September 27, 2005

Priming Drill

Acid etched the flaps and ailerons, then alodined, and finally primered them this evening.

September 26, 2005

Stop Position

Yesterday I figured out a way of laying out the aileron stop position using a conveniently thick file. The aileron stop is a tiny little rascal so clamping it is a bit of a trick. With both drilled, I re-checked the travel limits and both sides are within Van's specs for limits. That done, it's onward and upward to start prepping the aileron and flaps for priming. Hopefully the weather will clear tomorrow and the temperature will rise so I can prep and prime the aileron and flaps.

September 25, 2005

Turkey Day

The Turkeys keep making a visit to browse the field. It turns out the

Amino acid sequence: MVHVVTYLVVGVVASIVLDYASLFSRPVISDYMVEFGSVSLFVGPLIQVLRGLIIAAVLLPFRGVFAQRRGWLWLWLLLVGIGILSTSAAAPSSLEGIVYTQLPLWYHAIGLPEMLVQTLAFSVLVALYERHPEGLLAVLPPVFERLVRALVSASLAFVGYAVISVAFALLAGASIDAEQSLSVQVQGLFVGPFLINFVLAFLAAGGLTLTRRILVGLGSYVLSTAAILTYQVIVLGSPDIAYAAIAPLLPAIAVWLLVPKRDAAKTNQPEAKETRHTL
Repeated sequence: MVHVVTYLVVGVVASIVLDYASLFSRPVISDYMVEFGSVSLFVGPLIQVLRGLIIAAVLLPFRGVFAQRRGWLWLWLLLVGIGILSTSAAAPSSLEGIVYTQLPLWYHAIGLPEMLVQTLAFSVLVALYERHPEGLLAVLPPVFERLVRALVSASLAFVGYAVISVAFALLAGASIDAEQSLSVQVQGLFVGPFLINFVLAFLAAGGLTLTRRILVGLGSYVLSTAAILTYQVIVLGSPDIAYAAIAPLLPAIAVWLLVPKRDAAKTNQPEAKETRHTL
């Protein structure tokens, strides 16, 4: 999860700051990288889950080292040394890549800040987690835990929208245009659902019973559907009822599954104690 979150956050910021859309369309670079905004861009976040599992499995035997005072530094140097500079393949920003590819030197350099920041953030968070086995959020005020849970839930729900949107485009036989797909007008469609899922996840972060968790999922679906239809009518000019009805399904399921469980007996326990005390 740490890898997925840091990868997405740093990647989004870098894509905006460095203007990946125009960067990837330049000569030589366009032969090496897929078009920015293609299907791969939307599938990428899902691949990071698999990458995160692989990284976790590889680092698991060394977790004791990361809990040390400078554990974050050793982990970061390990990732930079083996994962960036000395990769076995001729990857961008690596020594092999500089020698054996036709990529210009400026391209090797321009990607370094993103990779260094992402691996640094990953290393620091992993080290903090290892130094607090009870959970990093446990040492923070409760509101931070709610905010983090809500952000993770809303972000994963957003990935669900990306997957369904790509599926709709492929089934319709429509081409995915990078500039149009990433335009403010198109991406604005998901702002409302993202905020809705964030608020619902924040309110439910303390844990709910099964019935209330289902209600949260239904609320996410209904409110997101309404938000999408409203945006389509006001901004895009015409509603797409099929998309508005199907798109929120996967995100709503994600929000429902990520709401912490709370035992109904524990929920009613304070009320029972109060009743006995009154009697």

large hens check out the place first then the rest of the flock shows up with this years youngsters to browse. Really neat to watch them.

September 24, 2005

Aileron Stops

Priming of the empenage parts worked out pretty well. Found a fit problem with the fiberglass/rib on top of the rudder and formed up another rib and drilled and fitted it to make sure there is no interference with the rudder. Machined the stops for the ailerons and used my location jig (the angle pinned to the end wing rib) to drill the stops. Van's calls for the stops on the inboard aileron hinge bracket. I found the outboard hinge easier to set up on so I used that. I'll check with Van's to see if there is a big deal with doing that, but I doubt it. The ailerons are pretty stiff torsionally.